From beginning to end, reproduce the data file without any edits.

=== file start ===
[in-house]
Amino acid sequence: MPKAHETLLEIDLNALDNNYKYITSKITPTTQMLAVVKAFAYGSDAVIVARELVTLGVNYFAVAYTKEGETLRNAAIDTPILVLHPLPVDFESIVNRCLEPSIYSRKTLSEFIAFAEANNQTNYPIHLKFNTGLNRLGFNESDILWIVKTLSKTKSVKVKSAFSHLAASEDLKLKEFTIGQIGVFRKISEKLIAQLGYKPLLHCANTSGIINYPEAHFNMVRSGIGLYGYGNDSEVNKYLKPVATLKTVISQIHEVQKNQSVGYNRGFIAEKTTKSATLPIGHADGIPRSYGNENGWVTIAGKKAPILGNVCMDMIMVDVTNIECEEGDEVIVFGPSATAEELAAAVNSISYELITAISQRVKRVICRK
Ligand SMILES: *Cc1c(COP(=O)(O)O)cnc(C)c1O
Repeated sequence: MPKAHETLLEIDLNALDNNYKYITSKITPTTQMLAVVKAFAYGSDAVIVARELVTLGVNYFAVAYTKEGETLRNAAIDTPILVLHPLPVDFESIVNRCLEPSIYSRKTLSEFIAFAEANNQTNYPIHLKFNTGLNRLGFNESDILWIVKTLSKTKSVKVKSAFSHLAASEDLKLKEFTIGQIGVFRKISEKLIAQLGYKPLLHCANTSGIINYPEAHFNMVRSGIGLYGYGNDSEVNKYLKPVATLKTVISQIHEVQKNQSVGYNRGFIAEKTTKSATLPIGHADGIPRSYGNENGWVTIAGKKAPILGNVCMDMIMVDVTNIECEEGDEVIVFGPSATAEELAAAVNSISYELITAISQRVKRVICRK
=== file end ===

[in-house]
Amino acid sequence: MPKAHETLLEIDLNALDNNYKYITSKITPTTQMLAVVKAFAYGSDAVIVARELVTLGVNYFAVAYTKEGETLRNAAIDTPILVLHPLPVDFESIVNRCLEPSIYSRKTLSEFIAFAEANNQTNYPIHLKFNTGLNRLGFNESDILWIVKTLSKTKSVKVKSAFSHLAASEDLKLKEFTIGQIGVFRKISEKLIAQLGYKPLLHCANTSGIINYPEAHFNMVRSGIGLYGYGNDSEVNKYLKPVATLKTVISQIHEVQKNQSVGYNRGFIAEKTTKSATLPIGHADGIPRSYGNENGWVTIAGKKAPILGNVCMDMIMVDVTNIECEEGDEVIVFGPSATAEELAAAVNSISYELITAISQRVKRVICRK
Ligand SMILES: *Cc1c(COP(=O)(O)O)cnc(C)c1O
Repeated sequence: MPKAHETLLEIDLNALDNNYKYITSKITPTTQMLAVVKAFAYGSDAVIVARELVTLGVNYFAVAYTKEGETLRNAAIDTPILVLHPLPVDFESIVNRCLEPSIYSRKTLSEFIAFAEANNQTNYPIHLKFNTGLNRLGFNESDILWIVKTLSKTKSVKVKSAFSHLAASEDLKLKEFTIGQIGVFRKISEKLIAQLGYKPLLHCANTSGIINYPEAHFNMVRSGIGLYGYGNDSEVNKYLKPVATLKTVISQIHEVQKNQSVGYNRGFIAEKTTKSATLPIGHADGIPRSYGNENGWVTIAGKKAPILGNVCMDMIMVDVTNIECEEGDEVIVFGPSATAEELAAAVNSISYELITAISQRVKRVICRK